Creating A Waterwise Landscape - Conservation Garden Park, Utah
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Creating A Waterwise Landscape - Conservation Garden Park, Utah

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Creating A Waterwise Landscape - Conservation Garden Park, Utah

Creating A Waterwise Landscape - Conservation Garden Park, Utah

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Creating A Waterwise Landscape - Conservation Garden Park, Utah Creating A Waterwise Landscape - Conservation Garden Park, Utah Presentation Transcript

  • Creating AWaterwiseLandscapeConservation Garden Parkwww.ConservationGardenPark.org8215 South 1300 WestWest Jordan, UT801-565-4300
  • Adjusting your landscape to be Conserving water for future generations Wmore water-efficientThe majority of Utah homeowners own and maintain a ith ten people added to our population each hourtraditional European landscape consisting of a bluegrass through both in-migration and natural increase, Utahlawn and annual flowers. While this style of landscaping has an anticipated population increase of 1.5 million people by the year 2030. Current rates of water use will not sustainis well suited for areas of the country with large amounts projected growth. Water conservation is not only important inof annual rainfall, it is not sustainable here in the response to droughts, but is essential in providing for future watersemi-arid region in which we live without significant needs.supplemental watering. Population growth in the Salt On average, Utah homeowners use 44 inches of water on theirLake Valley continues to increase steadily, placing more outdoor landscaping each summer. While this guide will teach youreliance on limited water sources. Studies show that Utah simple things you can do to make your landscape and sprinklershomeowners use an average of 44 inches of water on more water-efficient, we’d like to invite you to the Conservationtheir landscapes each year, when only 30 inches or less Garden Park to see these principles in action.are needed to maintain a healthy lawn. For this reason, The landscapes represented in the graph at right can all be found athomeowners are encouraged to take an active part the Conservation Garden Park, and as you can see, require muchin conserving our precious water resource. Using this less water than what is currently being used on the average Utahbrochure will help you get started. landscape. Naturally, this translates into not only water savings, but a lower water bill. And wouldn’t we all like to have a lower water bill?
  • Getting started This brochure is designed to give the averageStop by and see how beautiful your landscape can be. We know homeowner some general information on how to createyou’ll be pleasantly surprised, and your wallet will thank you, too. a more water-efficient landscape, thereby helping to conserve our precious resource. With budget limitations Average Water Application in mind, this can be accomplished over time or all at once. Table of Contents 1: Time for a Tune-up! Assessing Your Landscape & Making Simple Adjustments . . . . . . . . . . . . . . . . . . . . . . . . . . . . . . . . . . . . 2 2: Performance Upgrades Improving Problem Areas in Your Yard . . . . . . . . . . . . . . . . . 8 3: Making the Transition Applying Waterwise Principles in Your Landscape . . . . . 12 *Homeowner average is based on data from 1998-2006 for Published April 2008. © 2008 residential sites in the Salt Lake County “Water Check” program. Jordan Valley Water Conservancy District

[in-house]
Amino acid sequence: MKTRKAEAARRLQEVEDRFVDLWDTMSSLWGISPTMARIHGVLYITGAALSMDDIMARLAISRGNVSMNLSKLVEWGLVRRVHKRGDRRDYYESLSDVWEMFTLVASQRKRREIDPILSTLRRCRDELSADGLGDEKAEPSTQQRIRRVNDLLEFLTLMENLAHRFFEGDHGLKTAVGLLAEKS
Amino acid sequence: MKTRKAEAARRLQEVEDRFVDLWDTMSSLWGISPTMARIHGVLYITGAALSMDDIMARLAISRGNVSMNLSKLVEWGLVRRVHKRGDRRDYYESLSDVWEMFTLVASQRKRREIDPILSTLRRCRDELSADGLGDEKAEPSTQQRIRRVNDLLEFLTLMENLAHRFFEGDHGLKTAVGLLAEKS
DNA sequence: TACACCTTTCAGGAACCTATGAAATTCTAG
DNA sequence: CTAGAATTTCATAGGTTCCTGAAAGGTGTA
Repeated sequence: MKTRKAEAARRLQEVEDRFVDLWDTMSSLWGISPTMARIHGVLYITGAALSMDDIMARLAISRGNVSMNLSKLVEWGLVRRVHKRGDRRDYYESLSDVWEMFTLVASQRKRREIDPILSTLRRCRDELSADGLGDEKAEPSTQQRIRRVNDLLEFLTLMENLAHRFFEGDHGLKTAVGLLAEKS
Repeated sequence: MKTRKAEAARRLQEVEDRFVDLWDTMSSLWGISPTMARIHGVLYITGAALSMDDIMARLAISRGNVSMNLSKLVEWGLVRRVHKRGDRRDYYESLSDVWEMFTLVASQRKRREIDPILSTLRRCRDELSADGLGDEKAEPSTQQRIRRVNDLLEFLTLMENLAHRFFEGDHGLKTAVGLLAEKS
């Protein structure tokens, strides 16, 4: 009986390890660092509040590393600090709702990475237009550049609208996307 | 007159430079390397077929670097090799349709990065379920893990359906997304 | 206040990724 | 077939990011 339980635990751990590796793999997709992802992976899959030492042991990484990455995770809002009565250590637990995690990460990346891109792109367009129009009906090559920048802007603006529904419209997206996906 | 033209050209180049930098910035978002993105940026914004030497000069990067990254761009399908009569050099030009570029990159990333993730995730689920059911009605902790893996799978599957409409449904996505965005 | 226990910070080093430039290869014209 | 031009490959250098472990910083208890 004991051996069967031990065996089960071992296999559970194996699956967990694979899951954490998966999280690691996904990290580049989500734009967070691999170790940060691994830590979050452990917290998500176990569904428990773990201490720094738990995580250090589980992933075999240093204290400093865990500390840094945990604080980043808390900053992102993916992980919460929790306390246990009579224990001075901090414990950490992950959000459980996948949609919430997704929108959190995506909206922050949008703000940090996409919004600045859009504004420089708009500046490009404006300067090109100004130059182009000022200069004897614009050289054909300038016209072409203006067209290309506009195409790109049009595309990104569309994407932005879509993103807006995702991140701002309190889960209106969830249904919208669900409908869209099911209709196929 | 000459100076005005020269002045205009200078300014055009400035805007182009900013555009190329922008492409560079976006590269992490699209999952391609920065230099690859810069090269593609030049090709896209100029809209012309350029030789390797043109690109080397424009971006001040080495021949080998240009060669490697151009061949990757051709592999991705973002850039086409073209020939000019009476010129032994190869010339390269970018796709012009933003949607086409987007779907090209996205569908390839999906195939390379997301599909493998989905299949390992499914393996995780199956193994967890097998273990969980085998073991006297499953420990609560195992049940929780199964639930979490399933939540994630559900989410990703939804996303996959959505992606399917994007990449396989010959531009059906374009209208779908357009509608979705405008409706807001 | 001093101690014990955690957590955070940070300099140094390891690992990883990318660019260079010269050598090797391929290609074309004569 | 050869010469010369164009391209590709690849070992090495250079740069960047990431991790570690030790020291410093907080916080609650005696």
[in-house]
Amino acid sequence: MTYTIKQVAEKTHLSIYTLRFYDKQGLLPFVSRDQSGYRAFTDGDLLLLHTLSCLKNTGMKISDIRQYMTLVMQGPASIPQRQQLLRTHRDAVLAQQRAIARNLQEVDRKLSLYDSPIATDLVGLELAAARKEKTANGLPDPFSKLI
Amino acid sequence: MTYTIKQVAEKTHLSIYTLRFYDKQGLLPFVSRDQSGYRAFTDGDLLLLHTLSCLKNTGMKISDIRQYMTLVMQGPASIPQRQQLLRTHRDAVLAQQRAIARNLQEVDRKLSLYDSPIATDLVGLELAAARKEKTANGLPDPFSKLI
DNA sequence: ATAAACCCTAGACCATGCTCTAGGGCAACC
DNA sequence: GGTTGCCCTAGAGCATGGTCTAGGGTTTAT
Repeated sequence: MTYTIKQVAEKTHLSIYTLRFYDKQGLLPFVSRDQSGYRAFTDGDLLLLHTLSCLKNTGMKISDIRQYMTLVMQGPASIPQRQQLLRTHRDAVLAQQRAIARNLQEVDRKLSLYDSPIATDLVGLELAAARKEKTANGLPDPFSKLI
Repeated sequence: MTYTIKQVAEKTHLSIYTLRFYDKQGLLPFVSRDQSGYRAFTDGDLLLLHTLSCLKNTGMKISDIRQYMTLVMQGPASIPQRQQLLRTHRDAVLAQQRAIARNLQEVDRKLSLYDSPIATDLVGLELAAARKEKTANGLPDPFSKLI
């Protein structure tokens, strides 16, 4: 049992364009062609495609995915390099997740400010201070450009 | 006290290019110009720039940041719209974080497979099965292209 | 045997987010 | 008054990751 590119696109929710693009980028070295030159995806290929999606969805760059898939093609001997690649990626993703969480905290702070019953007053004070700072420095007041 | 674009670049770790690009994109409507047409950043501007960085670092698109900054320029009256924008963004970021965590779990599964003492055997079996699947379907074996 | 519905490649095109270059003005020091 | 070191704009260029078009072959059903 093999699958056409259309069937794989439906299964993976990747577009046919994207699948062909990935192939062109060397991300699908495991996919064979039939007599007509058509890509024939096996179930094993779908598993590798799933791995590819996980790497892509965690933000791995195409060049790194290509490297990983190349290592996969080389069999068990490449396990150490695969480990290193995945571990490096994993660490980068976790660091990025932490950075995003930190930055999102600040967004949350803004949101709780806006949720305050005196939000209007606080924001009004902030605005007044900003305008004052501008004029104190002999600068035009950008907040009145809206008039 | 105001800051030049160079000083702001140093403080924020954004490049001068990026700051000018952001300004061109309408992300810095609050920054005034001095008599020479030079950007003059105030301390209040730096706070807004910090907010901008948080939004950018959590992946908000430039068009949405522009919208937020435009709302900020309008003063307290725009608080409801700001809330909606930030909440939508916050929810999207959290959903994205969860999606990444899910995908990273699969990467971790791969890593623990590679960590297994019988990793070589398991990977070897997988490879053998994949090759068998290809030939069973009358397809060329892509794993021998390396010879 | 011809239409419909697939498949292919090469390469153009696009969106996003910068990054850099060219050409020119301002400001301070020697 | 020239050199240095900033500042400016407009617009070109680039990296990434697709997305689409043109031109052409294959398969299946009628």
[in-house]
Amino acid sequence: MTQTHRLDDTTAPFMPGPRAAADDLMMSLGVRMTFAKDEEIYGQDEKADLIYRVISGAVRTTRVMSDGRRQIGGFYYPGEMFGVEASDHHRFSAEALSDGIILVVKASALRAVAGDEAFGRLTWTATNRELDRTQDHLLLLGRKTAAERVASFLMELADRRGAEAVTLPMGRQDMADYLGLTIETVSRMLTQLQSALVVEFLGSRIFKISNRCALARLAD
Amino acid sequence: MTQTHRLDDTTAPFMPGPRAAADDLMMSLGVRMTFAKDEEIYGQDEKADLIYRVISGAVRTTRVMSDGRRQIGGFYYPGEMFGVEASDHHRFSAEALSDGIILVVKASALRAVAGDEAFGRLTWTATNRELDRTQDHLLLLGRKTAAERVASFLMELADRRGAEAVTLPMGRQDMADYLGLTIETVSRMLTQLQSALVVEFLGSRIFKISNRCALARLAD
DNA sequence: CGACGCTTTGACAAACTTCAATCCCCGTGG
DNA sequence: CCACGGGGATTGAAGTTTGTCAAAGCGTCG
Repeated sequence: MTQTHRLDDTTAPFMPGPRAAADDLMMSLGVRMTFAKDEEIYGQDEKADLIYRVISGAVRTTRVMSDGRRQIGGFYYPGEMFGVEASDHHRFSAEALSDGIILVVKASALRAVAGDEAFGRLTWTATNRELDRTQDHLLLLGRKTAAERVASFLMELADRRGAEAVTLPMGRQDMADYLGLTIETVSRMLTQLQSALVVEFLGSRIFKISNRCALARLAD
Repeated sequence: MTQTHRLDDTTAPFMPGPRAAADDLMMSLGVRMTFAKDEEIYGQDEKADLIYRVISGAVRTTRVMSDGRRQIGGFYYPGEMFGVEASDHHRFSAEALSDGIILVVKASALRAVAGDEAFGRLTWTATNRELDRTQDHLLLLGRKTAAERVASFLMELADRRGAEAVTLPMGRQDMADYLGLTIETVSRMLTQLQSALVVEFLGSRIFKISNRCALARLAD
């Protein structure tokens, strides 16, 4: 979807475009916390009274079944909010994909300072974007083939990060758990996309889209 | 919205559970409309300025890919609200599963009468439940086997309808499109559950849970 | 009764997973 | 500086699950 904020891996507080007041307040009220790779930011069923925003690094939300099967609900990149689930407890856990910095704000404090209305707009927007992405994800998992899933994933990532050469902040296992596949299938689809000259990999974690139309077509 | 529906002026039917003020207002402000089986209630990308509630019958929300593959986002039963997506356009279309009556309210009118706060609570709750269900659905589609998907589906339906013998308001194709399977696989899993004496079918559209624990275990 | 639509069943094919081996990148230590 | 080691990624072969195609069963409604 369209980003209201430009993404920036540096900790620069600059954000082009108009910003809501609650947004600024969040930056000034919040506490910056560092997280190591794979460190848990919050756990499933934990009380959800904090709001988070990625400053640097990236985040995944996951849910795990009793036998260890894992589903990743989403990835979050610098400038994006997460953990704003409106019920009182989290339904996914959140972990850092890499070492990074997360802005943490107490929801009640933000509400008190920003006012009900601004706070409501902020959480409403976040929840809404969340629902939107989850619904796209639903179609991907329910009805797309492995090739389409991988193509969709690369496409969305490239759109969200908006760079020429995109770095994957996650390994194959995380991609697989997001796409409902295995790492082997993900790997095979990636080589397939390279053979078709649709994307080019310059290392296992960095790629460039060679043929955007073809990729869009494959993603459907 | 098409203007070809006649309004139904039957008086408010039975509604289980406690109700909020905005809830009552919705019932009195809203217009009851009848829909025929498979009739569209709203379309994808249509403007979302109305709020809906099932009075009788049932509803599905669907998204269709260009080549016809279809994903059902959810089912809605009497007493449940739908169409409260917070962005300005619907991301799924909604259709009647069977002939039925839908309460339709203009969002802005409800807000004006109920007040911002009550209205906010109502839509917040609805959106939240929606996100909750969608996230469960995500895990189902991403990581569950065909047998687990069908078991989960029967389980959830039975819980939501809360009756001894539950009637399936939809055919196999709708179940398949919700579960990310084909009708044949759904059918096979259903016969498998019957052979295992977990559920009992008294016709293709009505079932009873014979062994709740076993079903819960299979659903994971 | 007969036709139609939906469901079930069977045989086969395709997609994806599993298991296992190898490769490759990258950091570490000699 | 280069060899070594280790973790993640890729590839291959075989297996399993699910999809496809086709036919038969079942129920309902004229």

• 1 Time for a Tune-up! Tip 1: Visually inspect your irrigation system zone by zone. Activate one valve at a time and inspect each sprinkler head individually. Look for the following possible problems, marking any needed repairs:Assessing Your Landscape andMaking Simple Adjustments Inadequate coverage. Each sprinkler head should spray to the next head (see diagram below). Dry areas in turf are an indicationThis section focuses on improving the irrigation of poor coverage. Sprinkler heads may have to be added, moved,efficiency of your existing landscape and making or adjusted to improvebehavioral changes for long-term water savings. All coverage (see section 2,measures in this section are either no-cost or low-cost “Performance Upgrades”).changes you can make. Using a different nozzle (see diagram, next page) may also improve coverage. Arrange sprinkler heads so the spray patterns overlap each other.How much will I save?Depending on your previous watering Broken or leaking sprinkler heads. If any water is observedhabits, making the changes recommended immediately around the sprinkler head (other than the waterin “Time for a Tune-up” could result in up spraying from the nozzle), it may be broken, loose or worn out.to 15% water savings.